Unfortunately for the majority of recent college graduates, their achievements typically entail a degree but rarely a job.
Due to the moribund economy after the Great Recession, graduates are confronted with the worst and most competitive job market in decades. Businesses are reluctant to hire fresh graduates, so some take on internships, which prepare them for fully-paying jobs – or at least they are supposed to.
In order to get the internship among the increasing number of competitors, grads are forced to lower their standards or settle for less or even no salary. Meanwhile, employers take advantage of interns’ eagerness by assigning them basic tasks such as filing but refuse to pay them minimum wage. On many occasions, the intern becomes fed up with menial tasks and quits or gets fired while the company just shuffles them off. Now the intern who has not learned anything starts looking for another internship but once again has to go through the whole process because no company wants a worker with no experience, thus gaining nothing and continuing the permanent intern life.
Dissatisfaction with a steady job is also a factor that starts this endless cycle. Instead of a paycheck, many recent grads want to be dedicated to something they are truly passionate about. While they would rather take the risk of being treated poorly than give up a chance to learn more about their interests, they are setting themselves up to be played.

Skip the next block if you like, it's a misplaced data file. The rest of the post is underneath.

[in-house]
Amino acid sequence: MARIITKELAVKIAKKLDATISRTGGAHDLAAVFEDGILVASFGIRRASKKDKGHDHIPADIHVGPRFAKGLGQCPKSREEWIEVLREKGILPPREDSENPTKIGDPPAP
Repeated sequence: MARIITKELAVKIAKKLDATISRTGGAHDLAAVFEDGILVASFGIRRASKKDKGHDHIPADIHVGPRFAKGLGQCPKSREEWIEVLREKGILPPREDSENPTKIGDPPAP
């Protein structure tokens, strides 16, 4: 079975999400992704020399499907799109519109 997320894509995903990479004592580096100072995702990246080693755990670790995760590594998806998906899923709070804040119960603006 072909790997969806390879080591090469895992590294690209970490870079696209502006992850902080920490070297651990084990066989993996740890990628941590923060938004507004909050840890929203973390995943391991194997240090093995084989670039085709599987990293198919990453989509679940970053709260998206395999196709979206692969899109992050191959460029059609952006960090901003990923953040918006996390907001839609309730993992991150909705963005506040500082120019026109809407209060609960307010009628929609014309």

Some interns have already started fighting back against companies who abuse their initiative. According to the New York Times, two interns who worked on the movie “Black Swan,” sued the Fox Entertainment Group for paying them nothing for their work. However, many employers’ attitudes still remain indifferent to the interns.
The Internship Programs Under The Fair Labor Standards Act clearly states that profit-making companies must foster an educational environment if they do not pay their interns, with exceptions for nonprofit and governmental agencies. This federal law must be more strictly enforced to support these faithful young adults. Provisions must be made by the government, encouraging employers to recruit more inexperienced graduates. Paying interns, or at least providing them with real, useful vocational education, will bring more active response and create a more enriching internship experience.
A stricter set of regulations with greater repercussions for companies will lessen the cost of pursuing one’s dream. With the current level of protection for interns, it is not worth the risk of new knowledge to be tossed around by businesses with no regard for an intern’s future.